Shortly after a new Progress freighter docked with ISS early today (shown as Progress 83 in the graphic to the right), the older Progress 82 lost internal pressure, possibly in its coolant system.
On February 11, Roskosmos, citing data from mission control, said that the Progress MS-21 cargo ship docked at the station lost pressure. According to the State Corporation, the hatch connecting the ship’s pressurized compartment with the rest of the station was closed and the vehicle was fully isolated from the ISS’ habitable volume.
…According to unofficial sources, the spacecraft lost all its cooling fluid from its Thermal Control System, SOTR. Several hours after the incident, NASA confirmed that the breach had been limited to the cooling system. At the same time, the US space agency said that the hatches between the cargo ship and the station had remained open, while temperatures and pressures aboard the outpost had remained normal. The subsequent publicly available exchange between the NASA mission control in Houston and a US astronaut Frank Rubio, aboard the ISS, indicated that the coolant system of the Progress MS-21 spacecraft had been completely emptied before the leak stopped.
The report is very unclear. In the first paragraph it suggests the freighter’s atmosphere had leaked out, while its hatches were closed and it was isolated from the station. The second paragraph suggests it only lost pressure and coolant from its coolant system, and the hatches had been open during the event.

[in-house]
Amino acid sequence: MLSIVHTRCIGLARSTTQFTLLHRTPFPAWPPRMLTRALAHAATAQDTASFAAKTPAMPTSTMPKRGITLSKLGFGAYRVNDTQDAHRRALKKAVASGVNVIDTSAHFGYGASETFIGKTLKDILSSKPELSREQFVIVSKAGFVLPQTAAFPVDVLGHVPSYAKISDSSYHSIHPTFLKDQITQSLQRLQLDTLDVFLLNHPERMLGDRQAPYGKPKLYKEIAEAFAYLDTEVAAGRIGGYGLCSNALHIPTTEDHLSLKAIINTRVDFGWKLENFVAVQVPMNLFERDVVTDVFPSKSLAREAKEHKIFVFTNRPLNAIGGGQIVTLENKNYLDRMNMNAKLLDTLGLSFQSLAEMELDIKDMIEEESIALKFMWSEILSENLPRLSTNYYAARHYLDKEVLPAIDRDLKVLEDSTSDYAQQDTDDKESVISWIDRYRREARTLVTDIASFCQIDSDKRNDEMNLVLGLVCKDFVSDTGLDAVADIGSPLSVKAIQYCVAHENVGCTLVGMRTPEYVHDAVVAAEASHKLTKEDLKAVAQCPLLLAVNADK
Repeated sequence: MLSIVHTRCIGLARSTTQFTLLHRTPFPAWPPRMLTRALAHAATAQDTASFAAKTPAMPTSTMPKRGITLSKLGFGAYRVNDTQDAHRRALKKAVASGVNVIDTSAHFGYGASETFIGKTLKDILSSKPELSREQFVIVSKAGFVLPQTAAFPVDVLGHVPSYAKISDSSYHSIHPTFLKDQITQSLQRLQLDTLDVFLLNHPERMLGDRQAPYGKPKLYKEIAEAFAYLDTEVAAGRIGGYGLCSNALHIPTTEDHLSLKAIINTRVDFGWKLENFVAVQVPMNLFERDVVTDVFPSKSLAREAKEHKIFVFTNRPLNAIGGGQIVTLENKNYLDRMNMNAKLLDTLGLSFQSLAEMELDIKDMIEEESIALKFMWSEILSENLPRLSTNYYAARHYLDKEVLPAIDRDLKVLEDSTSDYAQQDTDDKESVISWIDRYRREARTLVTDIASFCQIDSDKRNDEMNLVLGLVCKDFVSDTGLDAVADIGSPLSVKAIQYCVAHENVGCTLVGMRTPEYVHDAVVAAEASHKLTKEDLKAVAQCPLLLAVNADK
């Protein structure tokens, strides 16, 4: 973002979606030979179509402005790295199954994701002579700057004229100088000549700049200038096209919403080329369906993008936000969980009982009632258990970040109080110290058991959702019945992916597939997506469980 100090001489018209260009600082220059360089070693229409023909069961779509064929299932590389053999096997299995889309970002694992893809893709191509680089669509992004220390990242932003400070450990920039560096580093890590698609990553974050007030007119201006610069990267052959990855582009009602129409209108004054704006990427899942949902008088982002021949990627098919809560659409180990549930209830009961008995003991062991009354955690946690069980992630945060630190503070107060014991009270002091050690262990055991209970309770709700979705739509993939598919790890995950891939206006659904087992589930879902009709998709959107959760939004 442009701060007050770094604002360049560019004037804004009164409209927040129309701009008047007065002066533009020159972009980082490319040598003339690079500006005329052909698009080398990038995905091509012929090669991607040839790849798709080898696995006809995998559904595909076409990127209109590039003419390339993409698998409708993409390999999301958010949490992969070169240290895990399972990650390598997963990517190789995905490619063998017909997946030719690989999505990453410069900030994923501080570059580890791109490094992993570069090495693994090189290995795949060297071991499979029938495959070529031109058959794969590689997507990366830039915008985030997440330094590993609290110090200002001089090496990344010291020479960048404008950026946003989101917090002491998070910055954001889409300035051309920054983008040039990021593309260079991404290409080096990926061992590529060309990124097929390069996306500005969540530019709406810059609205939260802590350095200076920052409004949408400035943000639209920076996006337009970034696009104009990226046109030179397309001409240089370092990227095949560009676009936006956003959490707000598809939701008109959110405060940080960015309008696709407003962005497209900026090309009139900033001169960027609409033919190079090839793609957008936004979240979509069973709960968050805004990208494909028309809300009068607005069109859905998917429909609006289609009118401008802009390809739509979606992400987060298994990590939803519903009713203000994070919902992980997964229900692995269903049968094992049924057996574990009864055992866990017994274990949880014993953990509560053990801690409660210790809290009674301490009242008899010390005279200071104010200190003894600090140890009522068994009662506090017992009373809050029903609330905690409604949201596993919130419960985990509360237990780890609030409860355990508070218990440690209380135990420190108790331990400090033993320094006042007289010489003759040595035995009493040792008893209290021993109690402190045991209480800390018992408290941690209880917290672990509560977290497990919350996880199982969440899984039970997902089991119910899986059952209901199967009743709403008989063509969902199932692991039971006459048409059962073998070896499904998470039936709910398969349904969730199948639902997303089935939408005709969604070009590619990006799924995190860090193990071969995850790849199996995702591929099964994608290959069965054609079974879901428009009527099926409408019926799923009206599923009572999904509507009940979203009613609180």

Either way, this is the second Russian ferry spacecraft to experience such an event since mid-December, when the Soyuz capsule attached to ISS lost its coolant from what is believed to have been a small impact.
This particular Progress freighter is slated to be undocked from ISS on February 18th, when it will be de-orbited, burning up in the atmosphere over the Pacific. Thus, this leak appears to pose a relatively small risk to the station, as it probably has already been filled with station garbage and was likely ready for disposal anyway.
This incident however raises larger concerns. If it was caused by an impact from an external object, either micrometeorite or space junk, it suggests that the station might face a new increased risk of such events, quite possibly from debris from the Russian anti-satellite test in November 2021. As of November 2022 it was estimated that there were 444 objects still in orbit, with all but 18 expected to fall back to earth by 2025. It could be that one of those tracked objects hit ISS, or a different object that has not been tracked.
Or possibly we are seeing evidence of some quality control problem in the construction of these spacecraft, in Russia. Russia and NASA have still not revealed the results of the investigation into the hole that was drilled into the hull of a Soyuz capsule in 2018. Could there be some sabotage going on the ground in Russia that has not been identified that is designed to cause such leaks sometime after launch?
Some clarity on this issue is now becoming essential.
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